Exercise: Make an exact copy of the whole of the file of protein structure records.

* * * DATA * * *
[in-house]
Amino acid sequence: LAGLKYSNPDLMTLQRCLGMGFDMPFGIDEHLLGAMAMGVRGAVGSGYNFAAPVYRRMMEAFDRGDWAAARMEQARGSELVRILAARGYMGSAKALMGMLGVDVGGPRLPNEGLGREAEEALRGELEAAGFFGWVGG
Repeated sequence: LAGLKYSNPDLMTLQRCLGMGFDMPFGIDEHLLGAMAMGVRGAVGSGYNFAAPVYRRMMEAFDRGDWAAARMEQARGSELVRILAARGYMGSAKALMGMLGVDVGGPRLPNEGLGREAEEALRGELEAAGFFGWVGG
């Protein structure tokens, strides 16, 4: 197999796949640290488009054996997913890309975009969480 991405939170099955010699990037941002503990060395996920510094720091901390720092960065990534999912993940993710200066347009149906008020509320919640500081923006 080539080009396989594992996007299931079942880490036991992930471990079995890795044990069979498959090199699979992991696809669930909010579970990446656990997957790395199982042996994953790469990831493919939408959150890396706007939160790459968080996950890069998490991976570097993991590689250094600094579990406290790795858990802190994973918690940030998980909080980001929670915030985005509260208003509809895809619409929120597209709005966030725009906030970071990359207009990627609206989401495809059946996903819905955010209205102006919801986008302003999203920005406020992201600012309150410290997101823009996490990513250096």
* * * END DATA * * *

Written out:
[in-house]
Amino acid sequence: LAGLKYSNPDLMTLQRCLGMGFDMPFGIDEHLLGAMAMGVRGAVGSGYNFAAPVYRRMMEAFDRGDWAAARMEQARGSELVRILAARGYMGSAKALMGMLGVDVGGPRLPNEGLGREAEEALRGELEAAGFFGWVGG
Repeated sequence: LAGLKYSNPDLMTLQRCLGMGFDMPFGIDEHLLGAMAMGVRGAVGSGYNFAAPVYRRMMEAFDRGDWAAARMEQARGSELVRILAARGYMGSAKALMGMLGVDVGGPRLPNEGLGREAEEALRGELEAAGFFGWVGG
């Protein structure tokens, strides 16, 4: 197999796949640290488009054996997913890309975009969480 991405939170099955010699990037941002503990060395996920510094720091901390720092960065990534999912993940993710200066347009149906008020509320919640500081923006 080539080009396989594992996007299931079942880490036991992930471990079995890795044990069979498959090199699979992991696809669930909010579970990446656990997957790395199982042996994953790469990831493919939408959150890396706007939160790459968080996950890069998490991976570097993991590689250094600094579990406290790795858990802190994973918690940030998980909080980001929670915030985005509260208003509809895809619409929120597209709005966030725009906030970071990359207009990627609206989401495809059946996903819905955010209205102006919801986008302003999203920005406020992201600012309150410290997101823009996490990513250096």